“State approval is a big accomplishment, but certification is a big process.”
Those are the words of Keith McDivitt, director of the nursing program at Blackfeet Community College. He made the statement on the announcement that BCC’s program passed Phase III of the state approval process.
In reviewing the sequence of events, McDivitt observed that on “October 30-31, 2019, a three-member team from the Montana Board of Nursing (BON) conducted an on-site visit over two full days, reviewing documents and interviewing nursing students, nursing faculty, college administration, key faculty and staff from a number of departments, the community advisory board, clinical site representatives, prior nursing students and employers. Several weeks later we received a detailed summary report of their findings and within 14 days, BCC President Dr. Karla Bird, Provost Carol Murray and nursing faculty responded to any standards in the category of partially compliant (PIC).”
The three phases involved in state certification included applying to the state to have a nursing program (Phase I), having students enrolled in the program (Phase II) and passing an inspection by the BON.
On the positive side, the BON had several “Commendations” for the program. They include:
* BCC Nursing Program is responsive to the community it seeks to serve.
* There is considerable support from the parent institution for the program.
* The faculty is hardworking and dedicated, putting in many more hours than expected in order to ensure a quality program that meets the needs of the students and community; they are doing an excellent job holding fast to nursing standards and developing students’ professional accountability.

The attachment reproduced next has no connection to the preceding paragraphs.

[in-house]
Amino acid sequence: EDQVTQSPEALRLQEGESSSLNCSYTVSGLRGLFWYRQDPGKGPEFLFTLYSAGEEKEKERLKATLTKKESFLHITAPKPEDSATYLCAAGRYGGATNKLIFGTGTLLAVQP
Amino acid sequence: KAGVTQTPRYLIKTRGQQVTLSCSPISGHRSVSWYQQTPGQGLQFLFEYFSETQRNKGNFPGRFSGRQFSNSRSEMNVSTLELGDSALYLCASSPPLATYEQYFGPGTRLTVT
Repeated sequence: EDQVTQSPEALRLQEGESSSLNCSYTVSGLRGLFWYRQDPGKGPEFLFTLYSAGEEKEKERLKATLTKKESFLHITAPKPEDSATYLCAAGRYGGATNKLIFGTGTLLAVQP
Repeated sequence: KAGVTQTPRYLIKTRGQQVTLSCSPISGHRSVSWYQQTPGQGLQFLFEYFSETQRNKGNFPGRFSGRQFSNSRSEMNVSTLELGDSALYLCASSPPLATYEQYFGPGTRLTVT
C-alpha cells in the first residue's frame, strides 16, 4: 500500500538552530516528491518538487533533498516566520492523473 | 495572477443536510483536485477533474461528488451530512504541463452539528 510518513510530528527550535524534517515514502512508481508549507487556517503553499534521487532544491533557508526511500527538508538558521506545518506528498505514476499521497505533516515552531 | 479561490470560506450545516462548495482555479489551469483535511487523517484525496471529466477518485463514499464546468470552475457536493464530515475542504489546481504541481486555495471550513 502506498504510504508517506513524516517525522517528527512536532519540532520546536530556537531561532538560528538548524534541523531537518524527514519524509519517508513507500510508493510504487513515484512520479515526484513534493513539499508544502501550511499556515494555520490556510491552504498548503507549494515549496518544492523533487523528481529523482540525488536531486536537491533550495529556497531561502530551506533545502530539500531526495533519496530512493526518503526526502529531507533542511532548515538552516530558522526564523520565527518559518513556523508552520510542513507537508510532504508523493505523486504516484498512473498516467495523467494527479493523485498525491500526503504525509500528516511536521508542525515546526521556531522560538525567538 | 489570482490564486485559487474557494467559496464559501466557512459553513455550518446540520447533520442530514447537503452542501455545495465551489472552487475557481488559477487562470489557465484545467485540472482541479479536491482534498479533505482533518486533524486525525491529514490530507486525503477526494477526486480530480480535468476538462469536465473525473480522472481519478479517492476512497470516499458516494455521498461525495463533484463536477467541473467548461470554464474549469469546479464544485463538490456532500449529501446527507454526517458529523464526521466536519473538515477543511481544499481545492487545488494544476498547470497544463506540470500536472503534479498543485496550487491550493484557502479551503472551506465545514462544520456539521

* Multiple employers stated, “We are very fortunate to have this program in our area” and “it is nice to have home grown nurses.”
* Integration and involvement of the part-time faculty, including a PhD-prepared individual who teaches from a distance, in the overall program.
And they pointed to some “Concerns,” including:
* Lack of faculty prepared at the graduate level. To meet that standard, all nursing faculty teaching didactic courses are to have an MSN or higher. Had one course taught by faculty with a BSN prior academic year. Has since been corrected and in compliance.
• NCLEX (National Council Licensure Examination) pass rates continue to be below the level required by the BON.
• BON standard says nursing programs are to be within 10% of the national average for first-time NCLEX test takers and passing this national exam. Nursing graduates cannot be employed (licensed) until passing this national exam. The national average pass rate for first time test takers is around 85%. Our annual rates do not meet this standard. Knowing this is a concern, the Nursing Program has made significant changes in administering the state curriculum, teaching methods, student expectations, handbook, policy and procedures, etc. to improve student success NCLEX pass rates. These changes should reflect improved student success and NCLEX pass rates with the current nine second year nursing students scheduled to graduate this May.
cDivitt points out that BCC must meet more stringent requirements in order to be certified. He explained that while a student might earn an RN degree in two or three years at BCC, they can’t be employed until they pass the NCLEX test. And, since it’s a national test, BCC’s students are compared to others across the nation, many of whom have graduated from four-year programs. This has resulted in BCC’s pass rates coming in below the 75% needed for certification.
“This is the program’s biggest deficiency,” McDivitt said.
“Our goal is to have home-grown programs with access to education and employment in the hospital, schools and government,” President Bird said. “With this approval, now we’re going for national accreditation and developing a partnership with the Indian Health Service.”
“We’re at the point where we wanted to be now,” Provost Murray said. “Our students have graduated and they’re being employed. The next steps will be incorporating traditional means of healing.”
McDivitt listed where BCC graduates are currently employed, including Blackfeet Community Hospital (Indian Health Service), Glacier Care Center (Cut Bank), Marias Medical Center (Shelby), Blackfeet Care Center (Browning), Tribal Health Improvement Program (THIP) and Great Falls Benefis Hospital (Great Falls).